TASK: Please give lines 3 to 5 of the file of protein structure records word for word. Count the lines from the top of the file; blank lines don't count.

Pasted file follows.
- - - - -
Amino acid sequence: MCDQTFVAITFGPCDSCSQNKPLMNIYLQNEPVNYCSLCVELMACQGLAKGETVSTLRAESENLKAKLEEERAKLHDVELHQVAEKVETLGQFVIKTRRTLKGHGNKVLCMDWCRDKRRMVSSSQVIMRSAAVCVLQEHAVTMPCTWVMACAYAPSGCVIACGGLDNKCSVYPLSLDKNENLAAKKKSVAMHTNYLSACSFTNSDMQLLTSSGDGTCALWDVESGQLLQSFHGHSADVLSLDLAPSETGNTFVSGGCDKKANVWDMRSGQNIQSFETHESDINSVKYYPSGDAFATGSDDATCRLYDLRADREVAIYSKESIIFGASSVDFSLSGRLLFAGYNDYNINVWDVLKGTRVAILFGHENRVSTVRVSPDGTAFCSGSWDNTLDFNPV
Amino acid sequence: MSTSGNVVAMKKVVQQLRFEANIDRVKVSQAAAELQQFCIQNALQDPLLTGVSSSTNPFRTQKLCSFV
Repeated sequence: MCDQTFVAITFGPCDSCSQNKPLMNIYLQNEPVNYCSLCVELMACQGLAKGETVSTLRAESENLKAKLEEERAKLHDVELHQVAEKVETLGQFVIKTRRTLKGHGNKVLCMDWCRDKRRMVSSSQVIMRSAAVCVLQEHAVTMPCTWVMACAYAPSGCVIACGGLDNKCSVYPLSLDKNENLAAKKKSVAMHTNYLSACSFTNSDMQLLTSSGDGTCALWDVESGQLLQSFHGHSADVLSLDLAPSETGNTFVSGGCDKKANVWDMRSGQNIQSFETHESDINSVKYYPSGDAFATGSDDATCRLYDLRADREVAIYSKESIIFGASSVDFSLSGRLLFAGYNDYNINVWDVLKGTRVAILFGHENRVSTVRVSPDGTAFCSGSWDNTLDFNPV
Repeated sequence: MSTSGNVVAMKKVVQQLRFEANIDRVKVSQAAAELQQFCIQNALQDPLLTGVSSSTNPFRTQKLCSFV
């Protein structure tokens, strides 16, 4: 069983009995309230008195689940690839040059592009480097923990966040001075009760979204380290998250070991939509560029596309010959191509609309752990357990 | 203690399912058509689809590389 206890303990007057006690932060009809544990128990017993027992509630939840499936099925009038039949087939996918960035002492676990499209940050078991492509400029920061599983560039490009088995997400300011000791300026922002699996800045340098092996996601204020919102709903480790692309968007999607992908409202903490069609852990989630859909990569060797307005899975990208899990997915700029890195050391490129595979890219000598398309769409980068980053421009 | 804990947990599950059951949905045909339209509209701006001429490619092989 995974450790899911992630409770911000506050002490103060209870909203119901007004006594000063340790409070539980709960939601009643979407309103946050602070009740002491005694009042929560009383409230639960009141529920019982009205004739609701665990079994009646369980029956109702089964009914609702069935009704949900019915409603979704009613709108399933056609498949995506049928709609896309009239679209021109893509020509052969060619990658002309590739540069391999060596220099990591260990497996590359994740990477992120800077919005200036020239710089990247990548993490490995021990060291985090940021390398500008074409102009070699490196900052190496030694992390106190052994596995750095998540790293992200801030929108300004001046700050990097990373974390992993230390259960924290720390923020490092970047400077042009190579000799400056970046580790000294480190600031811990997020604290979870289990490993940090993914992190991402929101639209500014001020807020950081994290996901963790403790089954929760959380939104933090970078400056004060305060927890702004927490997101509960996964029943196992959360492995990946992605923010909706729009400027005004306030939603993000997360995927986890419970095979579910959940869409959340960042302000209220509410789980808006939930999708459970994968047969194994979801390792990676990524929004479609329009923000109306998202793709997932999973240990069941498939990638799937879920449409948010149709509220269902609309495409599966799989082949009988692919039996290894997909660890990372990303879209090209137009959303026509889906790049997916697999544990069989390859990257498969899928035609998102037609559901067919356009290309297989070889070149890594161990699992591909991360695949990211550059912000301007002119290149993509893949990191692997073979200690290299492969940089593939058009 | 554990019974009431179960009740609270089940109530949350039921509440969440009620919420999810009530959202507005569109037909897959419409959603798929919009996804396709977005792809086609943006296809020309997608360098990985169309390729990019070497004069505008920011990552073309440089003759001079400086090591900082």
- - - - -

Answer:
Repeated sequence: MCDQTFVAITFGPCDSCSQNKPLMNIYLQNEPVNYCSLCVELMACQGLAKGETVSTLRAESENLKAKLEEERAKLHDVELHQVAEKVETLGQFVIKTRRTLKGHGNKVLCMDWCRDKRRMVSSSQVIMRSAAVCVLQEHAVTMPCTWVMACAYAPSGCVIACGGLDNKCSVYPLSLDKNENLAAKKKSVAMHTNYLSACSFTNSDMQLLTSSGDGTCALWDVESGQLLQSFHGHSADVLSLDLAPSETGNTFVSGGCDKKANVWDMRSGQNIQSFETHESDINSVKYYPSGDAFATGSDDATCRLYDLRADREVAIYSKESIIFGASSVDFSLSGRLLFAGYNDYNINVWDVLKGTRVAILFGHENRVSTVRVSPDGTAFCSGSWDNTLDFNPV
Repeated sequence: MSTSGNVVAMKKVVQQLRFEANIDRVKVSQAAAELQQFCIQNALQDPLLTGVSSSTNPFRTQKLCSFV
């Protein structure tokens, strides 16, 4: 069983009995309230008195689940690839040059592009480097923990966040001075009760979204380290998250070991939509560029596309010959191509609309752990357990 | 203690399912058509689809590389 206890303990007057006690932060009809544990128990017993027992509630939840499936099925009038039949087939996918960035002492676990499209940050078991492509400029920061599983560039490009088995997400300011000791300026922002699996800045340098092996996601204020919102709903480790692309968007999607992908409202903490069609852990989630859909990569060797307005899975990208899990997915700029890195050391490129595979890219000598398309769409980068980053421009 | 804990947990599950059951949905045909339209509209701006001429490619092989 995974450790899911992630409770911000506050002490103060209870909203119901007004006594000063340790409070539980709960939601009643979407309103946050602070009740002491005694009042929560009383409230639960009141529920019982009205004739609701665990079994009646369980029956109702089964009914609702069935009704949900019915409603979704009613709108399933056609498949995506049928709609896309009239679209021109893509020509052969060619990658002309590739540069391999060596220099990591260990497996590359994740990477992120800077919005200036020239710089990247990548993490490995021990060291985090940021390398500008074409102009070699490196900052190496030694992390106190052994596995750095998540790293992200801030929108300004001046700050990097990373974390992993230390259960924290720390923020490092970047400077042009190579000799400056970046580790000294480190600031811990997020604290979870289990490993940090993914992190991402929101639209500014001020807020950081994290996901963790403790089954929760959380939104933090970078400056004060305060927890702004927490997101509960996964029943196992959360492995990946992605923010909706729009400027005004306030939603993000997360995927986890419970095979579910959940869409959340960042302000209220509410789980808006939930999708459970994968047969194994979801390792990676990524929004479609329009923000109306998202793709997932999973240990069941498939990638799937879920449409948010149709509220269902609309495409599966799989082949009988692919039996290894997909660890990372990303879209090209137009959303026509889906790049997916697999544990069989390859990257498969899928035609998102037609559901067919356009290309297989070889070149890594161990699992591909991360695949990211550059912000301007002119290149993509893949990191692997073979200690290299492969940089593939058009 | 554990019974009431179960009740609270089940109530949350039921509440969440009620919420999810009530959202507005569109037909897959419409959603798929919009996804396709977005792809086609943006296809020309997608360098990985169309390729990019070497004069505008920011990552073309440089003759001079400086090591900082």